Moebius and Face Equality

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Our next Face Equality Week blog is written by Jonathan Cole, a professor at the University of Bournemouth and a consultant in clinical neurophysiology at Poole Hospital. In addition to empirical neuroscience research he believes the first person experience of impairment is essential. In this regard he has written several books, on living with severe sensory loss, with spinal cord injury and with facial disfigurement. His account of Moebius Syndrome, (The Invisible Smile, OUP), was written with Henrietta Spalding, who has the condition herself.

Moebius and face equality.

One of the most extraordinary things about our species is that our faces all look different, (barring identical twins); the face is a unique identifier. Whilst we accept differences within certain constraints, and indeed celebrate them, if people have differences beyond the norm or the accepted, then terms such as disfigurement appear, and people can be stigmatised. (Disfigurement being the preferred term amongst many with such visible differences). The purpose of those of us working in this area is to reduce such stigma, and to value different people and their faces, hence facial equality.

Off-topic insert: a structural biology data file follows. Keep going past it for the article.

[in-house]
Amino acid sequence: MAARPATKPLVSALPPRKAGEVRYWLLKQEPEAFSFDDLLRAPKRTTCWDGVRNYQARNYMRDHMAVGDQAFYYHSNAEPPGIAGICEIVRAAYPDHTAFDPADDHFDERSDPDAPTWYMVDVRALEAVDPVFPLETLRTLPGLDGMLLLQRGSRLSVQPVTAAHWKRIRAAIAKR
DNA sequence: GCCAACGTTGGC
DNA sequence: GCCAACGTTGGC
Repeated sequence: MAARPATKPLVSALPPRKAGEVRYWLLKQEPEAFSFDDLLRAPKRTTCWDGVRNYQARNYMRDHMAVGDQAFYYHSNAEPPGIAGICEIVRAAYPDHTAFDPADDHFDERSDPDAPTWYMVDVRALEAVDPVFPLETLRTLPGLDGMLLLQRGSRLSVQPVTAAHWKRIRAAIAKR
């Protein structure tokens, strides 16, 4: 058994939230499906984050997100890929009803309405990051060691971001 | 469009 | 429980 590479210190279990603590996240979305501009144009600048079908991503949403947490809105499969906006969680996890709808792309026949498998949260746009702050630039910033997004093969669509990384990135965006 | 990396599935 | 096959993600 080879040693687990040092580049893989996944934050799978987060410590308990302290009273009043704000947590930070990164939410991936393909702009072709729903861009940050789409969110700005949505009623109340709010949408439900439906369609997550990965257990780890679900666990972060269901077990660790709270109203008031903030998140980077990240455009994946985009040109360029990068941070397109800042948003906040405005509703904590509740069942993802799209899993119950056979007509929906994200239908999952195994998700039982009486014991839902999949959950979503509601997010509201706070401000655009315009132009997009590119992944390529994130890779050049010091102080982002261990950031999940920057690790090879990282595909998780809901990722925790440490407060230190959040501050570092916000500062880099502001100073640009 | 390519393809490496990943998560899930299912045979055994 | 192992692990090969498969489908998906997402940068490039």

Our faces have evolved not solely to look different, but are less hairy and more mobile than other primates, to be more visible and to reflect and express our more complex emotional experience. Facial expression is so much a given, so taken for granted, that we have tended not to focus on it as an important aspect of being human, compared say with language, cognition or ever the opposable thumb. Yet it can be the cause for judgements just as damning and ill-considered as those seen in disfigurement. Some with Parkinson’s find facial mobility is reduced and can be considered to have become ‘dull and boring.’ There is, however, at least one condition in which facial mobility is absent from birth and whose experiences allow insights into facial expression which might otherwise be unobtainable and indeed unimaginable.